Ruth 1 & 2: Tried and True

By Jasmine Timm

“I asked myself the question, ‘How can I see God more clearly?’ and then I thought, ‘You already have!’”

My husband shared these words with me early one morning as I staggered from our bedroom into the living room, where he was sitting and reading his Bible. I had been awake for all of 5 minutes, but I already needed to hear these words. I’d seen God’s kindness the previous week, and the week before that, and even the previous day, but I woke up forgetting. If only we were always so quick to correct ourselves.

The Israelites we read of in the Old Testament frequently suffered spiritual amnesia. They forgot all the time. God rescued His people from Egypt with painfully obvious signs and wonders, and they forgot days later. God brought His people into the long-awaited Promised Land, and they forgot His commandments and turned on Him. God knocked down the walls of enemy nations, delivered His people from their enemies, and conquered battles for them, and they forgot within a matter of minutes. God rescued His people and showed His kindness to them over and over again, and they rejected Him as their King.

So goes the story with us. We read these ancient accounts and scratch our heads when we learn of the childlike foolishness of this blessed nation, and yet we rarely scratch our heads over our own forgetful behavior. Like the Israelites, our key problem is not that God doesn’t demonstrate His faithfulness to us, but that we fail to reflect on and remember His faithfulness to us.

When we learn of God’s commandments in Deuteronomy regarding Moab and how Israel was supposed to relate to the nation of Moab, we conclude that Elimelech must have forgotten, or simply disregarded, these laws of protection. God says it clearly: “Never pursue the welfare of Moab” (Deuteronomy 23:6). And yet, in the opening lines of Ruth, we read about this Israelite man who takes his family from the Promised Land into forbidden territory. In the midst of famine, he failed to remember God’s faithfulness.

Seasons of famine, whether small or severe, threaten our confidence in God’s faithfulness. We lack some good thing, so we conclude that God must not care, that He must have forgotten, and that we’d be better off figuring it out on our own. We forget that God has been faithful in the past, and instead we choose to plow ahead on our own, leaving Him behind.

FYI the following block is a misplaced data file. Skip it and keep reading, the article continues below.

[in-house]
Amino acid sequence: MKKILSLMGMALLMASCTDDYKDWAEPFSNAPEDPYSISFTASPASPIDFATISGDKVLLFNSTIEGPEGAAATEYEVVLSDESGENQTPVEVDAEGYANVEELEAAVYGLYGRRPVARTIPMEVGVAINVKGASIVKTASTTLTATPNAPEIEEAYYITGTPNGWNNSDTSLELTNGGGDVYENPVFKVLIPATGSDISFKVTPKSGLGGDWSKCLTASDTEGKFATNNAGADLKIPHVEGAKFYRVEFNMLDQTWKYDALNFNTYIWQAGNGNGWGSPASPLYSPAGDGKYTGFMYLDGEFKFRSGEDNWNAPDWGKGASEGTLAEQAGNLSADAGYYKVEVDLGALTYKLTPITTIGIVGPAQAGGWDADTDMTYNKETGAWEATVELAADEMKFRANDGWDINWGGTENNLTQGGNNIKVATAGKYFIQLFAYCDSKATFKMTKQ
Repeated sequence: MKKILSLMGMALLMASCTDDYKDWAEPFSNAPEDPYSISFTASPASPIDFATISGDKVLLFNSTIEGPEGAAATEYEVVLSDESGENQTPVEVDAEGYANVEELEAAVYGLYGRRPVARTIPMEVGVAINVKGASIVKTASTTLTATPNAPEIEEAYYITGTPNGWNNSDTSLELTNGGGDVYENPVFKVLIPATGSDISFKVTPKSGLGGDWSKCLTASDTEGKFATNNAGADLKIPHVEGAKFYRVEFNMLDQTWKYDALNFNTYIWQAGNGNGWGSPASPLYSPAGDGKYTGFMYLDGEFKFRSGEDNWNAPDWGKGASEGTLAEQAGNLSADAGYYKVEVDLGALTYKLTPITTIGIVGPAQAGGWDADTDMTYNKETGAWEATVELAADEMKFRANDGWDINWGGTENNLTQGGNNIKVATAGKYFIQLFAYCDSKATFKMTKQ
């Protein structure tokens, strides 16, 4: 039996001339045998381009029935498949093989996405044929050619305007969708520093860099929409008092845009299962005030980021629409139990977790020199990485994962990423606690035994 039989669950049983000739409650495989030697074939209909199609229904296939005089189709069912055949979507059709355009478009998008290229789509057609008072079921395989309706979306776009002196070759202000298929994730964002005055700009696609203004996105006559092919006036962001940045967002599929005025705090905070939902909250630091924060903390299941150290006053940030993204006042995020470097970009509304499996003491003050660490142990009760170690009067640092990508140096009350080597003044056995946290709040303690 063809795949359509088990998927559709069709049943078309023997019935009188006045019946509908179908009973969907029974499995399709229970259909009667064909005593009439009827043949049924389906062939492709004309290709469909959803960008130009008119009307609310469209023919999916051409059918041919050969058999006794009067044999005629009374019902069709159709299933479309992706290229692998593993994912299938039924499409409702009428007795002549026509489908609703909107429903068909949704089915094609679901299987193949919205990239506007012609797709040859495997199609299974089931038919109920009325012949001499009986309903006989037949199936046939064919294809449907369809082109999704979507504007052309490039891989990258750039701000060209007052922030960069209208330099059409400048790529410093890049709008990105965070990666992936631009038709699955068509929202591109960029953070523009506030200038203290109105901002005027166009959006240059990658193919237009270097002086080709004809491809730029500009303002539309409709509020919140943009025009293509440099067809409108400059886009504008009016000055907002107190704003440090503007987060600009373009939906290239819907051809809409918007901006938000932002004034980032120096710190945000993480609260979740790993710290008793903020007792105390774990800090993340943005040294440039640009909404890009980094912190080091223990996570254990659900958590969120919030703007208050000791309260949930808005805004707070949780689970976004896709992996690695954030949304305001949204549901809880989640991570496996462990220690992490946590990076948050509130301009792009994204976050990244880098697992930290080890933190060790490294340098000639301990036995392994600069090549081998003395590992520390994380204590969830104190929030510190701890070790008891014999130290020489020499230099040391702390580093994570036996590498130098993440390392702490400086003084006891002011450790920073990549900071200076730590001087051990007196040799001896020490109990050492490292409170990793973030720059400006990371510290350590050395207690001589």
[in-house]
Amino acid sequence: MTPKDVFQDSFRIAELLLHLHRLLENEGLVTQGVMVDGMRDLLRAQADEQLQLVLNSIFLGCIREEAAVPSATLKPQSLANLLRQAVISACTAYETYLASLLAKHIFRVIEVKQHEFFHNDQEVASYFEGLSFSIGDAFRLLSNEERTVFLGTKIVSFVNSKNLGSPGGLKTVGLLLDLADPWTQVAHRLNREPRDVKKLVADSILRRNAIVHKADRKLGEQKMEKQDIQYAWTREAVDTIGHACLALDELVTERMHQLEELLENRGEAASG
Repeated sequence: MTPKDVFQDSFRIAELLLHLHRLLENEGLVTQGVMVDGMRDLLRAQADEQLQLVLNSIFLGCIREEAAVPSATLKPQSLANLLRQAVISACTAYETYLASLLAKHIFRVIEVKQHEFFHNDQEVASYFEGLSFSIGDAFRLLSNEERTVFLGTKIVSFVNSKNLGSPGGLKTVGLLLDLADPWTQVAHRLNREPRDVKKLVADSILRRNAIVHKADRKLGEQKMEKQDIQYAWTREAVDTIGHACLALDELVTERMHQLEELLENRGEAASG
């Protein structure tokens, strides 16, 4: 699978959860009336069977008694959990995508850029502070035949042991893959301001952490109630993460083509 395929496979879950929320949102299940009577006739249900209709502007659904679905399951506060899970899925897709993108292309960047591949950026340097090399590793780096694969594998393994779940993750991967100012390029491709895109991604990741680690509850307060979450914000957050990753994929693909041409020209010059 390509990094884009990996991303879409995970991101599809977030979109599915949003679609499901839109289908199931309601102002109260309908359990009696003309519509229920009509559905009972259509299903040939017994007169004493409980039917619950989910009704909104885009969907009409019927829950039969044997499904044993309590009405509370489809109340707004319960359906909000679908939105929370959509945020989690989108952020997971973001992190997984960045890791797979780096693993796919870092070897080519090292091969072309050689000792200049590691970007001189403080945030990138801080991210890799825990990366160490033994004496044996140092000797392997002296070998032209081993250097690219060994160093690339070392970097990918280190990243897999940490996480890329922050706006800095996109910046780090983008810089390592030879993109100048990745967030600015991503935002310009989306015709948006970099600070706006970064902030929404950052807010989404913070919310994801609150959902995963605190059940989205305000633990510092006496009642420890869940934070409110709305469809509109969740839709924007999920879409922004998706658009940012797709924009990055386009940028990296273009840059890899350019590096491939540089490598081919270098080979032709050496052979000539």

In my counseling work, I get to see a lot of “famine” up close. I work with people who severely lack something, whether it be confidence or stability or relationship. If I have learned one thing through working with these clients (and for that matter, through my own life), it’s that we are rarely able to see change take place while in the midst of our season of famine. As a counselor, I am able to see change in my clients all the time, and yet they often struggle to see for themselves the change that is taking place. As a fallen humanity, we struggle to see God’s faithfulness in the midst of hardship. Our famine places blinders on us, and since we can’t immediately see what God is doing, we decide He must not be doing anything at all.

The good news is the Bible proves us to be woefully wrong. God is always doing something. God never ceases to be faithful, and He never ceases to remember us. God does not forget His people nor His promises, and He is never slow to act. Our problem is not in Him, but in us. He needs not be reminded, but we do. And the even better news is that God is gracious enough to remind us of what we’ve forgotten. When we start to believe that God is distant and silent, His Spirit invites us to look back. He invites us to remember all that God has already done, how He has proven Himself faithful over and over again (John 14:26). God uses our life history as evidence that He is good and gracious and active. A famous hymn says it like this:

Jesus, Jesus, how I trust Him,

How I’ve proved Him o’er and o’er,

Jesus, Jesus, Precious Jesus!

O for grace to trust Him more

How I’ve proved Him o’er and o’er — that is, how my life is evidence of a God who is faithful and trustworthy. God gives us grace to trust Him as we look back and reflect on how He’s already proven Himself trustworthy in our lives! Rather than succumb to forgetfulness, we can wake up and remember what He has already done. We can keep a journal or document of how we have seen Him in our lives. We can ask friends to remind us. We can pour over the Scriptures to remind us. We can pray for the Spirit to remind us. We have so many ways to remember God’s faithfulness to us — even in the midst of famine — that we are among all people the most to be pitied if we fail to see God’s proven faithfulness in our lives. The good news is that He not only invites us to remember but helps us to remember, and He is incredibly gracious in the process as we stumble through unbelief, forgetfulness, cynicism, bitterness, and pride.

Praise the Lord that He does not forget us and that His faithfulness is the anchor which tethers us to Himself! Praise Him that He says to His people: “Can a woman forget her nursing child, that she should have no compassion on the son of her womb? Even these may forget, yet I will not forget you” (Isaiah 49:15). May we pause often to reflect on how we’ve already seen Him and draw encouragement and endurance for the present as we fight to remember His past goodness. He does not forget us — may we not forget Him.

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